Fri, 12 Jul 2013

Urban Lakes Development Program Presented With HCTF Silver Award

The new fishing dock at Durrance is already proving popular with anglers.

An HCTF Silver Award was presented to the Vancouver Island Urban Lakes Fisheries Development Program this week in recognition of its efforts to increase angler participation by improving fishing infrastructure at lakes near urban centres.

Scott Silvestri of MFLRNO leads the project, which has already received over $75,000 in grants from HCTF, with another $54,000 committed for 2013-14. By bringing together local governments, granting organizations and fish & game clubs, Scott and his team have made great strides in improving access to a number of fishing locations around the island while keeping costs to a minimum.

The Urban Lakes project is currently in its third and final year of funding. Infrastructure projects already complete include:

• Newly-constructed fishing floats, ramps and trails at Durrance Lake, Diver Lake and Westwood Lake.

• New fishing floats at Fuller Lake and Mayo Lake.

• Repairs to the walkway of the fishing float at Chemainus Lake.

• Development of a car-top boat launch for Quennell Lake.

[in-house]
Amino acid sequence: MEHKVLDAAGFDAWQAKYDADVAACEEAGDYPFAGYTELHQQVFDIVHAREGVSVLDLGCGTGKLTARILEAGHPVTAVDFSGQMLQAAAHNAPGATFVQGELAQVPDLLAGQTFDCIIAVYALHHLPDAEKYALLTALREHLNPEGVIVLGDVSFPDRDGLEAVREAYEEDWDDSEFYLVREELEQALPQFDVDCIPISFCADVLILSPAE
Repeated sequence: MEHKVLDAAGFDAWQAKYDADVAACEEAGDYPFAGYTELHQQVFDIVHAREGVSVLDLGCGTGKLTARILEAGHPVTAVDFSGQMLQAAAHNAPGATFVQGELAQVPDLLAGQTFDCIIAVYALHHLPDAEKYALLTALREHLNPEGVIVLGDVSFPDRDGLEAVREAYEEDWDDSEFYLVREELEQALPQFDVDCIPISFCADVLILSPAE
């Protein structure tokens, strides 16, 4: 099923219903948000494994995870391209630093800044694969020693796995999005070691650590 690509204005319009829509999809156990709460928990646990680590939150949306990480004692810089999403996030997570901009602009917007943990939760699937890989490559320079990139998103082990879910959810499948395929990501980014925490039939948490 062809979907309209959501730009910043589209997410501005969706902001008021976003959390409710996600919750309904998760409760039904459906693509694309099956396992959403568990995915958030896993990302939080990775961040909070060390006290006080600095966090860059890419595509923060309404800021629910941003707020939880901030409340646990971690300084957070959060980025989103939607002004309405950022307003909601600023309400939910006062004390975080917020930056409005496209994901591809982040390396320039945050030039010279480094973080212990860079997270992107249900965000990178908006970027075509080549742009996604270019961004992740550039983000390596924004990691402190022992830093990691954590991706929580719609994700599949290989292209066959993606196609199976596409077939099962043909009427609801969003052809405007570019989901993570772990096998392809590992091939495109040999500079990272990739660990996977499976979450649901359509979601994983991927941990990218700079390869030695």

• Improvements to the boat launch at Spider Lake.

Click here to view the locations of these projects on a map.

 

A number of potential infrastructure projects have been identified for 2013-14 . These include:

• Construction of wheelchair-accessible fishing dock at Blinkhorn Lake.

• Construction of fishing floats at Colwood Lake and Thetis Lake.

• Creation of boat launchs and fishing docks at Prospect Lake and Echo Lake.

Observations of increased angler use at sites where infrastructure work is complete suggest that the upgrades and additions are working: by making fishing more accessible, this project not only has the potential to inspire new groups of conservationists through participation in angling, but also increase funding for fish enhancement and restoration projects through additional licence sales.